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The 15 greatest rap songs of all time: Number 8.

May 11, 2020

The 15 greatest rap songs of all time: Number 8.
  1. Eminem – “The Way I Am” (2000)


Before turning into the definition of a cornball in the 2010s, Eminem was one of the most controversial musicians in the hip hop genre as a white kid from Detroit not afraid to challenge or diss any adversary. Most of this behavior was construed as a joke and was meant to be tongue in cheek.

However, “The Way I Am,” the second single off diamond-certified The Marshall Mathers LP, can in no way be considered a joke.

Eminem spits a technically masterful verse with a flow and rhyme scheme that even the most proficient MC’s couldn’t attempt to replicate. It pulses with hate and vitriol that is usually considered a joking jab at detractors, but feels like he is trying to knock them out with every line he delivers on this song. 

“The Way I Am” is very much a proverbial boxing match between Eminem and those who criticize the shock value of his earlier work. Whenever the media tries to make him the center of controversy or blame him with the rebelliousness of teenagers at the turn of the millenium, they’re throwing punches of their own. Eminem is never one to back down from a fight and puts forth three verses ripe with even more controversial content, adding to the reason why MMLP stands as one of the most contentious albums in history.

The second verse is one of the most brutal in the history of the genre when he comes to the realization that “All of this controversy circles me/And it seems like the media immediately points the finger at me,” then proceeds to flip them off and fight the claim that musicians such as he and the equally debated Marilyn Manson contributed to the mental state of the school shooters at Columbine High School, essentially pinning the two of them, along with others of the same nature, as scapegoats in the tragedy instead of delving into more complex issues such as mental health or other environmental factors.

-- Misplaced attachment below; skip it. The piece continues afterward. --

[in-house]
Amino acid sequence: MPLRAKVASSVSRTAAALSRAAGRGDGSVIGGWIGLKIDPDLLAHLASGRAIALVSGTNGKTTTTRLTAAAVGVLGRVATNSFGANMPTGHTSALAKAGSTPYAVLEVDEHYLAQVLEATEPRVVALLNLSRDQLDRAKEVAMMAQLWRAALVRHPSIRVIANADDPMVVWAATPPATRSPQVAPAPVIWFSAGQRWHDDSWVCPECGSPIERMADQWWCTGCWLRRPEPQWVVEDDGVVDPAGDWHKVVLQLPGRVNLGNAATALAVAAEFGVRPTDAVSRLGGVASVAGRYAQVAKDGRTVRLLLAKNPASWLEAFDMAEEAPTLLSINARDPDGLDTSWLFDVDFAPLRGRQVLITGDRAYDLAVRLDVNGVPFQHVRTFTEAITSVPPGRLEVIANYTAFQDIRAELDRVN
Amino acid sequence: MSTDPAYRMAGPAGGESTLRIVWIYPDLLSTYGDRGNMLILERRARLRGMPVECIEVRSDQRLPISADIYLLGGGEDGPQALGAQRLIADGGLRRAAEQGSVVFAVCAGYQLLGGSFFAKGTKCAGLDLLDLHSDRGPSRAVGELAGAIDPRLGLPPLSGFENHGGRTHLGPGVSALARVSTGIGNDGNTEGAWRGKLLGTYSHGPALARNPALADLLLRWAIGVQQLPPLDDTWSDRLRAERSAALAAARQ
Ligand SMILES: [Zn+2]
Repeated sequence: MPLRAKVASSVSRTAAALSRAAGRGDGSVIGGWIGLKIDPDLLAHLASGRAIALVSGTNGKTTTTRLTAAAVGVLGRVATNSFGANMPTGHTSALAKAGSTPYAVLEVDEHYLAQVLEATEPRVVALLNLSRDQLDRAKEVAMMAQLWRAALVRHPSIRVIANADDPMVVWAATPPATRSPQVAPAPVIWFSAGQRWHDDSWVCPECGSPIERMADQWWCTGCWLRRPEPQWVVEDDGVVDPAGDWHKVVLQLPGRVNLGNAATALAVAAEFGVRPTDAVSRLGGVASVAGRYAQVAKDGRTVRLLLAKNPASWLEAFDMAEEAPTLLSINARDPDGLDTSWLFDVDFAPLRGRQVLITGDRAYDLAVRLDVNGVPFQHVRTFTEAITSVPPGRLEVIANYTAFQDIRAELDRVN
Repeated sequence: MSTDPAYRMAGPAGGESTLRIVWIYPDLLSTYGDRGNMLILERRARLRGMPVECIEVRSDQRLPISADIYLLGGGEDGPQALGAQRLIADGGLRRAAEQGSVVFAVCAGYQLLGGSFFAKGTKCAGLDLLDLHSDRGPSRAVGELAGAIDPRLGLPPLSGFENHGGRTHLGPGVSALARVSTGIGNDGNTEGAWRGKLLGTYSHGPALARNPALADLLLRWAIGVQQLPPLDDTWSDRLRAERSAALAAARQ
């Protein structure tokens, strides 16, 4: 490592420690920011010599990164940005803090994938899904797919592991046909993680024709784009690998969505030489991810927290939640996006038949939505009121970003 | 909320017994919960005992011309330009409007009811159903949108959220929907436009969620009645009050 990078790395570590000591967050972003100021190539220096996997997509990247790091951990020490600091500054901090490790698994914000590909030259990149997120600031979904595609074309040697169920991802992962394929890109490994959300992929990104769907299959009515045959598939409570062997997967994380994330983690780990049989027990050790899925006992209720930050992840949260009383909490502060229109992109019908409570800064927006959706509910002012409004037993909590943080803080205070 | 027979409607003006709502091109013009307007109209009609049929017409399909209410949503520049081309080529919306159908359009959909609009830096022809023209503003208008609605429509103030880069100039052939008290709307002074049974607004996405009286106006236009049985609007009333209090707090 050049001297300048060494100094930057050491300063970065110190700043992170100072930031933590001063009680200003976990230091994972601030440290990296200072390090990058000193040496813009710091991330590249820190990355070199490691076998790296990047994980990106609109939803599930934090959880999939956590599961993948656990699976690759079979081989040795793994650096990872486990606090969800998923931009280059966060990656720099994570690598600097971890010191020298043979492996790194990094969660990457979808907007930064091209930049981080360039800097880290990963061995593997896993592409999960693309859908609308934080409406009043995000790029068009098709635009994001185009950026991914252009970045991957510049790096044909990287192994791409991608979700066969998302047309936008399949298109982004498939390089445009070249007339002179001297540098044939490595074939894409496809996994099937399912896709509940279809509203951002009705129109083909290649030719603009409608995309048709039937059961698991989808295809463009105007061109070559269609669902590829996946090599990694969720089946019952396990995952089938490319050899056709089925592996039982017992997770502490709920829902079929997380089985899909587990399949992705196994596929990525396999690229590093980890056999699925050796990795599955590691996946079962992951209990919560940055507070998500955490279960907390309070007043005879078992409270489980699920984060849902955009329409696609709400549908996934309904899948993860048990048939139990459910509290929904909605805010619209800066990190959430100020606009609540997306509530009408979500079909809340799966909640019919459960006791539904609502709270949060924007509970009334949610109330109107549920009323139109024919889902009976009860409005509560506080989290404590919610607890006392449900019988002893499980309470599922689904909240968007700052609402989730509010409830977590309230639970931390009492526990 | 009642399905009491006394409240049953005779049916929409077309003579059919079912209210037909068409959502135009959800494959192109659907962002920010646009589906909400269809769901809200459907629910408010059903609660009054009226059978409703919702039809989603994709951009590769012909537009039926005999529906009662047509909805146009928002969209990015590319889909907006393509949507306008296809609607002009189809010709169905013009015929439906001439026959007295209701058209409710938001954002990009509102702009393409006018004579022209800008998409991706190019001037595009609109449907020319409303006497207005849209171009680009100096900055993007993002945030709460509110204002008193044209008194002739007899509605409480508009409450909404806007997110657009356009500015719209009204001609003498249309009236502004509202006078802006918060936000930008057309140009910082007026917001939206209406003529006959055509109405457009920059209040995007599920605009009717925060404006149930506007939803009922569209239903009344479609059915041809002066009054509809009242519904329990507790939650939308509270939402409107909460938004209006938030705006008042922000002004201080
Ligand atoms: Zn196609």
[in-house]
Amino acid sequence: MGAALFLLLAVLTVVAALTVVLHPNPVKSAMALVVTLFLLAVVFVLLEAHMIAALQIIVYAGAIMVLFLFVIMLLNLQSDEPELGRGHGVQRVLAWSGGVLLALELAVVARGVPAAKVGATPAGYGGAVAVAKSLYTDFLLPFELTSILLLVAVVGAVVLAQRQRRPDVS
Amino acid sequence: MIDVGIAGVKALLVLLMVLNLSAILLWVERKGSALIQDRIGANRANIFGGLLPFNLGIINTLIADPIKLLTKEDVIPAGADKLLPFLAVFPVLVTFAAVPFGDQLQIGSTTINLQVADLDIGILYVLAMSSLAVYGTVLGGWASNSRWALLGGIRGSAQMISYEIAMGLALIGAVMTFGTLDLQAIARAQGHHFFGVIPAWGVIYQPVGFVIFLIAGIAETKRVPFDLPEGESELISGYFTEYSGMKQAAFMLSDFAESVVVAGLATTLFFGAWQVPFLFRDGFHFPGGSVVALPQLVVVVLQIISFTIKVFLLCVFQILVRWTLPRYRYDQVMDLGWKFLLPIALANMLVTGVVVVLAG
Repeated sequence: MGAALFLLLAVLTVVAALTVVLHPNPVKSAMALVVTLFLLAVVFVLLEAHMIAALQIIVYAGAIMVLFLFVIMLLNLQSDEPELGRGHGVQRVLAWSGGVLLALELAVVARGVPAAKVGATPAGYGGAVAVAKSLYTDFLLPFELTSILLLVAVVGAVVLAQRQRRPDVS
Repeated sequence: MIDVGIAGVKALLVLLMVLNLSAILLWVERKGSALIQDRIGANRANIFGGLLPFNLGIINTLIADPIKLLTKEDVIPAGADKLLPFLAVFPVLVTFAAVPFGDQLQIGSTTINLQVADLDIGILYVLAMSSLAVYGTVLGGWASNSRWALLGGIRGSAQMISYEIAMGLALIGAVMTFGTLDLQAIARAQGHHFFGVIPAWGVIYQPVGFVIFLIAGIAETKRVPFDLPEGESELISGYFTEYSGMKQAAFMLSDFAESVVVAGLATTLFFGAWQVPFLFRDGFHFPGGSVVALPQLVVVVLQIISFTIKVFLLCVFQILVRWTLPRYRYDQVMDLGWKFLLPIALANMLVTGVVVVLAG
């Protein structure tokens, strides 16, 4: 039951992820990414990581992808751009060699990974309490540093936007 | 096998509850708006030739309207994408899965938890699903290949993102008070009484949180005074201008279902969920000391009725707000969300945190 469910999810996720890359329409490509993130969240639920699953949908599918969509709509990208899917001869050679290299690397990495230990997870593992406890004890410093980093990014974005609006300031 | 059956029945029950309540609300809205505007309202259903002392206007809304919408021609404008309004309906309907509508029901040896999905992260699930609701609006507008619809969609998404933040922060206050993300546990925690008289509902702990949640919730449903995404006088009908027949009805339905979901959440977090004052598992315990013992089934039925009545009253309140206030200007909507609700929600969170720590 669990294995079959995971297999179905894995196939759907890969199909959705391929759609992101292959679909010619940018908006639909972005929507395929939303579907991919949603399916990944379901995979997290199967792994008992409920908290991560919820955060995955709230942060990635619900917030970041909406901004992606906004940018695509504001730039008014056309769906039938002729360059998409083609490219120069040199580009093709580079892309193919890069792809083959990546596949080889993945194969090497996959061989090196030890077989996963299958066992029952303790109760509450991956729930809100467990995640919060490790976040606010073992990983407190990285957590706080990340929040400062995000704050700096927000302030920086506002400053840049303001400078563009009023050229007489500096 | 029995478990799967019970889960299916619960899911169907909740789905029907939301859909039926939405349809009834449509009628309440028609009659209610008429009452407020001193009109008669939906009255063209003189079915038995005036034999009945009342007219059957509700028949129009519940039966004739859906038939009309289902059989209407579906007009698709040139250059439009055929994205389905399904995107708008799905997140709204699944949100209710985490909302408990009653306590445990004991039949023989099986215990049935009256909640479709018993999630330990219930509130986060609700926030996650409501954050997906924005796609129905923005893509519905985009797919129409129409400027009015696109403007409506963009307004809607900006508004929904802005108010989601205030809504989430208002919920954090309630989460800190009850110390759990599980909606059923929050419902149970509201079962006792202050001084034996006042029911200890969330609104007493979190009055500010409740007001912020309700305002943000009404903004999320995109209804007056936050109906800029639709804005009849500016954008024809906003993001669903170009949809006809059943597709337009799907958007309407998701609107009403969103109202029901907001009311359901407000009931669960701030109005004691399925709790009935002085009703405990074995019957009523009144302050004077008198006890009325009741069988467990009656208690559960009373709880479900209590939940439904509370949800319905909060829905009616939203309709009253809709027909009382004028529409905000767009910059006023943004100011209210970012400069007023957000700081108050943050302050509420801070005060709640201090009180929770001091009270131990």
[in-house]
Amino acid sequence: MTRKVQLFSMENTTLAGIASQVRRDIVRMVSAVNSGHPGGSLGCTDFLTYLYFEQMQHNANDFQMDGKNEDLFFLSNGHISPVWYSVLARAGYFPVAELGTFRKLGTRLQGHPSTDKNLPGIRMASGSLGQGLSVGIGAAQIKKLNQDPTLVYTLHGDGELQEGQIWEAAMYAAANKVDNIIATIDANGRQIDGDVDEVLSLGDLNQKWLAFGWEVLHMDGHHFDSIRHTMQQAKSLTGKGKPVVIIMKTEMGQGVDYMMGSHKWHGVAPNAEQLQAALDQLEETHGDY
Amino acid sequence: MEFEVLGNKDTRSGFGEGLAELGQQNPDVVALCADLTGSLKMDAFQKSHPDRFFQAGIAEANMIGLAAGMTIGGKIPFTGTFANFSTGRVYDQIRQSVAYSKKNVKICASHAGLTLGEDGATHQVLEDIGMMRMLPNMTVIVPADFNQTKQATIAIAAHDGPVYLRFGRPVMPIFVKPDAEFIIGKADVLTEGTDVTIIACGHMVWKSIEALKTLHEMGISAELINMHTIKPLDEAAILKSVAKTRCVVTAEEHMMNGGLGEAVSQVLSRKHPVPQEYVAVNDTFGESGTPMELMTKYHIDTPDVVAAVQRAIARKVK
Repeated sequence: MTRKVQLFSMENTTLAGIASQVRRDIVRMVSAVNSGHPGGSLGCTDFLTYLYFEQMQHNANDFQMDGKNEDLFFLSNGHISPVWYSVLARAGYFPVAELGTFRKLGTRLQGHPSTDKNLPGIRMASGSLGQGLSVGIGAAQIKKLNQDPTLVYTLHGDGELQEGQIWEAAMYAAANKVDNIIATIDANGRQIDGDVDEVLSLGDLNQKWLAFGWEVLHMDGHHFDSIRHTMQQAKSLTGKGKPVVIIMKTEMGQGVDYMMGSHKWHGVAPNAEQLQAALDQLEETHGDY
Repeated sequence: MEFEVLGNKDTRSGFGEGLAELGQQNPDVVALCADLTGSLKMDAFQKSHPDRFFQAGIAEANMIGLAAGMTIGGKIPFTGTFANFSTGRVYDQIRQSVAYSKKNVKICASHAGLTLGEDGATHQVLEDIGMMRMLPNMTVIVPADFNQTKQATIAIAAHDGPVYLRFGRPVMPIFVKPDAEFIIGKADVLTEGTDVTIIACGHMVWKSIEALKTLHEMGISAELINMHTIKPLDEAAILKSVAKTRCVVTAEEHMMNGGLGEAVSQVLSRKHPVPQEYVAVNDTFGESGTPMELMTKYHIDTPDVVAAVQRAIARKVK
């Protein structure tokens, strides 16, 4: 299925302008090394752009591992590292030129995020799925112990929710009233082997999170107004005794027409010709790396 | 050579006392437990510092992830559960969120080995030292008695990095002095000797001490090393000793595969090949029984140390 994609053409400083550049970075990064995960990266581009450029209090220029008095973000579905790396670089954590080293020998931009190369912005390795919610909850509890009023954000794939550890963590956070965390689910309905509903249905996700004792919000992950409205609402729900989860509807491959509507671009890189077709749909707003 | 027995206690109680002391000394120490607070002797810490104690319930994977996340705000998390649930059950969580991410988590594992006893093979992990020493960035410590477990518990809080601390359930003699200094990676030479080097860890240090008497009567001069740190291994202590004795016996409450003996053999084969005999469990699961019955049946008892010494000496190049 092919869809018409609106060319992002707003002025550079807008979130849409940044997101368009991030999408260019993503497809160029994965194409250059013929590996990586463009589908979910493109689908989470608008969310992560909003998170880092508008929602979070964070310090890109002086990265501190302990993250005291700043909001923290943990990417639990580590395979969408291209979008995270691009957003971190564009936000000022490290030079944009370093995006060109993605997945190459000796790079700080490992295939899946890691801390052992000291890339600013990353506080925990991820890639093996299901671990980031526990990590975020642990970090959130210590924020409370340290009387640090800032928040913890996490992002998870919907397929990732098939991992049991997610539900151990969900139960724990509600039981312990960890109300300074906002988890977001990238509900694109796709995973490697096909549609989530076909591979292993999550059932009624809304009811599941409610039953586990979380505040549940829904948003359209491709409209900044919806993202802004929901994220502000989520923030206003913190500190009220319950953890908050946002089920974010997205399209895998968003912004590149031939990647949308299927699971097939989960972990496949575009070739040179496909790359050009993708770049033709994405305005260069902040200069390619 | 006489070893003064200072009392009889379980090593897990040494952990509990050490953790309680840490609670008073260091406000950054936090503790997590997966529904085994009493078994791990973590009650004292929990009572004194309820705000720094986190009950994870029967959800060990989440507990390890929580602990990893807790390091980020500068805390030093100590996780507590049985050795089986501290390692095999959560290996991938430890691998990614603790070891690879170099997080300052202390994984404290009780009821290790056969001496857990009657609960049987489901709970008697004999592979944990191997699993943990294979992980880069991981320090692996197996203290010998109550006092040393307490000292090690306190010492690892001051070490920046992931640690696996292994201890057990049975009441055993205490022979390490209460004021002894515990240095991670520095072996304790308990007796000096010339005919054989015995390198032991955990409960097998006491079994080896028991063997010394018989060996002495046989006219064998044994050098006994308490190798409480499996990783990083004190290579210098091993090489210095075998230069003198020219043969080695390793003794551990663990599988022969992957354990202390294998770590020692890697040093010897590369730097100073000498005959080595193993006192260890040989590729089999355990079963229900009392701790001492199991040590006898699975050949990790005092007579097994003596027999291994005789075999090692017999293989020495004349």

Immediately after this, Eminem pokes the bear once again by pointing out that Columbine was the first time that the media paid attention to mass shootings or gun violence at large while gun violence in urban areas had been prevalent for a long time.

That is quite a lot to take in on one verse.

It’s certainly a take with some caliber of nuance, whether you agree or disagree with Em’s sentiment, and he has a lot of other somewhat thought out takes on life as a celebrity, selling out and making radio-friendly pop music and the burden of pressure after making an album as revered as his debut, The Slim Shady LP. It is all delivered bluntly and honestly, which is on-brand with everything Slim Shady had done up to that point.

The instrumental is just as tense and tightly-wound as the verses themselves, with minor piano arpeggios repeating and an unflinching drum loop that sounds ready to snap at any second just like the rapper who is on top of the beat. As high-strung as the performance and the beat are, they both carry a certain defiance and triumphantness with the chimes on the chorus and Eminem chalks everything up because that is “the way I am.”

Yes, Eminem is indignant as all get out on “The Way I Am” and the lyrics are, to put it euphemistically, a tad provoking, but it sits as a timely track that covers some of the issues that still plague America today such as mental health, unhealthy fanaticism and school shootings with the same vigor and attitude that made Eminem one of the most polarizing entertainment figures of his generation.

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